Given these complexities, many shipowners now prefer to extend the SEAs instead of signing-off and repatriating crewmembers. However, this cannot be done without the consent of seafarers, unless, of course, the SEAs include a clause to that effect. In any case, any decisions as to the extension of the SEAs should not be taken lightly and should not prejudice the seafarers’ mental health and wellbeing.

Containers a-weigh! 14 days to go.

On 1 July 2016 new amendments to the Safety of Life at Sea (“SOLAS”) convention that will apply to international shipments come into effect. For all containers to which the IMO’s convention for safe containers apply there must be a verified gross mass (‘VGM’) prior to loading of a container. The party named as shipper on the ocean bill of lading must provide the maritime ocean carrier and the terminal operator with the verified gross mass of a packed container. Until this has been received, the carrier and the terminal operator cannot load a packed container aboard a ship until the verified gross mass for that container has been received. Ship stowage plans should use VGMs for all packed containers loaded on board. Weight verification is not required for an empty container, and there is no requirement that the shipper’s declaration be verified by the ocean carrier or the container terminal.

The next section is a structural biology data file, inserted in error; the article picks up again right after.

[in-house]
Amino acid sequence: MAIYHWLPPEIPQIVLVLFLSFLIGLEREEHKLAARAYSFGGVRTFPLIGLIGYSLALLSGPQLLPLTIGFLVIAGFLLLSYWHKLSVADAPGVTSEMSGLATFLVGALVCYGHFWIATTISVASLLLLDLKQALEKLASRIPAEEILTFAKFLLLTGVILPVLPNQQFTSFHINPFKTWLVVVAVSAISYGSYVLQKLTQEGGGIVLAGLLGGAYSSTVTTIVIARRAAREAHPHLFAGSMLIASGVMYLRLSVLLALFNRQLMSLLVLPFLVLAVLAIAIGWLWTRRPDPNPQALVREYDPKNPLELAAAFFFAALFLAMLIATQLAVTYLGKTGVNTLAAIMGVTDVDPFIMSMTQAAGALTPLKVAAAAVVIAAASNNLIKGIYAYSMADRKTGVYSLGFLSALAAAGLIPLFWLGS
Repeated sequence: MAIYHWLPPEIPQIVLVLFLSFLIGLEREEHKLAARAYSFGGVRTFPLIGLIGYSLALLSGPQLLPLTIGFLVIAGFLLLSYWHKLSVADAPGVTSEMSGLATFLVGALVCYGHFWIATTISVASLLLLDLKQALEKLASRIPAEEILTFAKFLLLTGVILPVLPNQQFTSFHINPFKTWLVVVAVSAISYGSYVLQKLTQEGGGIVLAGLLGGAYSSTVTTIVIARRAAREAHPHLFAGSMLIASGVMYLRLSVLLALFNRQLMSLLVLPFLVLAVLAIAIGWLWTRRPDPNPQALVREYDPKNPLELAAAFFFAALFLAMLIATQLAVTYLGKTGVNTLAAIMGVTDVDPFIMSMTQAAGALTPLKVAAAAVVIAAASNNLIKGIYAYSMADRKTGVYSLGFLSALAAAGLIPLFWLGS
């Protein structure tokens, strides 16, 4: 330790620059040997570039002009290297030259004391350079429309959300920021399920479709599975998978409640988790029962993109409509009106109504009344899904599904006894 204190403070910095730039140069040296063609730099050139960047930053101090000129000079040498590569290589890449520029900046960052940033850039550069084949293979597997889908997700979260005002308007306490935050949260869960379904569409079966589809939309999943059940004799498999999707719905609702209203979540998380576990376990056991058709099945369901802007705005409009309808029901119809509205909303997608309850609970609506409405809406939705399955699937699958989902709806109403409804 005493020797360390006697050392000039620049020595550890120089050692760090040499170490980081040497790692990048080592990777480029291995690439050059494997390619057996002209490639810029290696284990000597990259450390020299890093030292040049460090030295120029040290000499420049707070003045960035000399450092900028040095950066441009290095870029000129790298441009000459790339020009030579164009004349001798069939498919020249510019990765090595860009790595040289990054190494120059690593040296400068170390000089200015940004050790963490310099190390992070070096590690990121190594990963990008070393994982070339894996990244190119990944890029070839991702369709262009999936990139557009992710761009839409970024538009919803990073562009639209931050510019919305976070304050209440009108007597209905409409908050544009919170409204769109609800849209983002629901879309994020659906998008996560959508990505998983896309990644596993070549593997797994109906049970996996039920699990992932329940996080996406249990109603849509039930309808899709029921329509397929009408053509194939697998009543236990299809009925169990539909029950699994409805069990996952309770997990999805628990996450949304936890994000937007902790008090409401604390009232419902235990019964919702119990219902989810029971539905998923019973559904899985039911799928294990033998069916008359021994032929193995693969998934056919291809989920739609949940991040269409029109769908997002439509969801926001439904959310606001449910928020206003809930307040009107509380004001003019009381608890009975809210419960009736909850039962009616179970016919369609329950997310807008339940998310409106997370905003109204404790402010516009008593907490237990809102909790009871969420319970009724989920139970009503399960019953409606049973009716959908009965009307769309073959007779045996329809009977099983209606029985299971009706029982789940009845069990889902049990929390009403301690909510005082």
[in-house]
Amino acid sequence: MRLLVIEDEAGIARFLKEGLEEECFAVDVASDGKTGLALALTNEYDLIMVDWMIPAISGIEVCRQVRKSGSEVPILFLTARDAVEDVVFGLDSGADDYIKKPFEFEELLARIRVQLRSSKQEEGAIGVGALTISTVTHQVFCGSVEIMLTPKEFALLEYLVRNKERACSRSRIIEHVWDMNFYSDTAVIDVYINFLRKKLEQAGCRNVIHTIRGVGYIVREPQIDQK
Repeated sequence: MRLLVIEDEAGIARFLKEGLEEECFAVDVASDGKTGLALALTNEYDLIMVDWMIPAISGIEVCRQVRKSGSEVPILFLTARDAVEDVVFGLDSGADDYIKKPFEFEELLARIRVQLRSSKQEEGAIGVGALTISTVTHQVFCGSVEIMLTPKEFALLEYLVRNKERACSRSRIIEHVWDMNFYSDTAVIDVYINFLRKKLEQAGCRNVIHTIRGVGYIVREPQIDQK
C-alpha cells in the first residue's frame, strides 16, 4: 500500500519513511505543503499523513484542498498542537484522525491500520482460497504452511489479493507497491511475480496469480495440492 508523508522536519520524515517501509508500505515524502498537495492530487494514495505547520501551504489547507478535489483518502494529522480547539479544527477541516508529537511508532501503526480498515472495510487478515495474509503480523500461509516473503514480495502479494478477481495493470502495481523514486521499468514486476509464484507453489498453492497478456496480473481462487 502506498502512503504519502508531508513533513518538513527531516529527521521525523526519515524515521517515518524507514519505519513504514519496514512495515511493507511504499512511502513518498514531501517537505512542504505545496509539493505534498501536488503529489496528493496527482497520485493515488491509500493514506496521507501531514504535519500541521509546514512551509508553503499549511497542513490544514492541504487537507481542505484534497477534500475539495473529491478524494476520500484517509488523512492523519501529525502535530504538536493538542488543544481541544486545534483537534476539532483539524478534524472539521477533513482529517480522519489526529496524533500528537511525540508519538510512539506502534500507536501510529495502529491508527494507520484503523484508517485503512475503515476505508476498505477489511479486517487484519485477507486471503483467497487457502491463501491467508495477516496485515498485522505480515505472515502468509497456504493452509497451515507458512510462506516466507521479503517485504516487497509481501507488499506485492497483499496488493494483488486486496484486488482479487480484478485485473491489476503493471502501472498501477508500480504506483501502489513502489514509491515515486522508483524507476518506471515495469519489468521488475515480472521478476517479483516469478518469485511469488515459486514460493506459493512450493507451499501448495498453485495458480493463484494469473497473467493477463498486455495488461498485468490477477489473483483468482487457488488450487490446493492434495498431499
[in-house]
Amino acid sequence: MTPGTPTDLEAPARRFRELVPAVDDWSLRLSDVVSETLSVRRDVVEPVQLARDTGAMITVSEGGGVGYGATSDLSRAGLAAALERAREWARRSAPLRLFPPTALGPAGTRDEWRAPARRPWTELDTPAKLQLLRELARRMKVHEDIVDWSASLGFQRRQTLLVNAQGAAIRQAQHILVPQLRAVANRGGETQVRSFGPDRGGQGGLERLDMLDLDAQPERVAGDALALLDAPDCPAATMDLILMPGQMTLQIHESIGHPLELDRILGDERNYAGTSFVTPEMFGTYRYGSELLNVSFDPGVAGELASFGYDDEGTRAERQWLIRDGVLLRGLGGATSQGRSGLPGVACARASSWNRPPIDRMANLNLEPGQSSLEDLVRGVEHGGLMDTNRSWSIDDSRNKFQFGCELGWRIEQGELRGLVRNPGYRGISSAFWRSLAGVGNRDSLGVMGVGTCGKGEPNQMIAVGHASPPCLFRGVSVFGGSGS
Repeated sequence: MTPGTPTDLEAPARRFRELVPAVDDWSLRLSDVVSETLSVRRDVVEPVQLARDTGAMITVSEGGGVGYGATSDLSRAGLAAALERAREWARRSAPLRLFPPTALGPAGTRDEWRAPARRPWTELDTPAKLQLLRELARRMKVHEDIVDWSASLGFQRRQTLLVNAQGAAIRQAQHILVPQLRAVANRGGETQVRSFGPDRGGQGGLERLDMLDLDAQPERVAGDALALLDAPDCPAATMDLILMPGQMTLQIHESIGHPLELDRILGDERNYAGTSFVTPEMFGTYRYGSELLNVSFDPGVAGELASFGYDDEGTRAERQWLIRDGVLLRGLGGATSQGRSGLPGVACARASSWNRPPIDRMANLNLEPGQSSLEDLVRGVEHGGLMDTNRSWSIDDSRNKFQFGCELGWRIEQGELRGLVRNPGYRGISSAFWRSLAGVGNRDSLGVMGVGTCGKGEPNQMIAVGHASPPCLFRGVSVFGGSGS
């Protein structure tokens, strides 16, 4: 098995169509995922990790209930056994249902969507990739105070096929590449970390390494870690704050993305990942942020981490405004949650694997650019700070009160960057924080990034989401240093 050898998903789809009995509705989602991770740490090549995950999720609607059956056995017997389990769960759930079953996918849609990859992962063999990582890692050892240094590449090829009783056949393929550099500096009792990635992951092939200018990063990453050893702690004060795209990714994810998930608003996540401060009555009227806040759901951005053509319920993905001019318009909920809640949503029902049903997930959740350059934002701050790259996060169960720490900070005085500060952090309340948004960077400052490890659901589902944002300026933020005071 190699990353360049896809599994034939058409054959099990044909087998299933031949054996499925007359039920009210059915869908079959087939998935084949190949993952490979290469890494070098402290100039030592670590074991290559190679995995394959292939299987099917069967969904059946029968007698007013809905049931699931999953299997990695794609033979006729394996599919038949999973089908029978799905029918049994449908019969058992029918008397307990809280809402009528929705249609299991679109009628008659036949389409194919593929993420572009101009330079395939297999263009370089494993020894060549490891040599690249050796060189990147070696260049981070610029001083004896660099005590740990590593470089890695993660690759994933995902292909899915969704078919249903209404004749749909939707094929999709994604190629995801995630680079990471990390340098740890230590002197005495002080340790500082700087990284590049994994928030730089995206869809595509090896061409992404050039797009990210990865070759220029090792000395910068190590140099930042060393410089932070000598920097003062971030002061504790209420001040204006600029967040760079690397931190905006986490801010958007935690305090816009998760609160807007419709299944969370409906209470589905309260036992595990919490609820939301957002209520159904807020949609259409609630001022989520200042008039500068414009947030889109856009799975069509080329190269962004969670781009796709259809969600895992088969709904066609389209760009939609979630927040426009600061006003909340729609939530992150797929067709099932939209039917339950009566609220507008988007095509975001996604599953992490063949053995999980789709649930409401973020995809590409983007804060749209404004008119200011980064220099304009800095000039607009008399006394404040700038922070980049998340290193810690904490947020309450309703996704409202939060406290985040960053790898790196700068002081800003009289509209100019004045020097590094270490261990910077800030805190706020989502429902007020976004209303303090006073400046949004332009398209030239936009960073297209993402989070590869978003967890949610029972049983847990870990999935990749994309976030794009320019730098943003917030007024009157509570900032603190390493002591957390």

The shipper may weigh, or arranged for a third party to weigh, the entire packed container, alternatively the shipper, or a third party, may weigh all packages and cargo items individually, including pallets, dunnage and other packing and securing material, and add the resulting mass to the tare mass of the container. The shipper must clearly specify the “verified gross mass,” through the shipping instructions or by a separate communication, such as a declaration, including a weight certificate. In the UK the Competent Authority for implementing these requirements is the Maritime and Coastguard Agency.

Greenhouse gas and shipping. Still no emissions targets for global shipping.

Shipping and aviation are both excluded from the 1997 Kyoto Protocol to the United Nations Framework Convention on Climate Change. The Protocol left it to the IMO to pursue measures to reduce greenhouse gas emissions from shipping. At its meeting on 21/22 April the IMO’s Marine Environment Protection Committee (MEPC) approved mandatory requirements for ships to record and report their fuel consumption. However, a proposal by the Marshall Islands to set emissions targets for global shipping by 2017, with implementation in 2018, has been deferred until the next MEPC meeting in October 2016.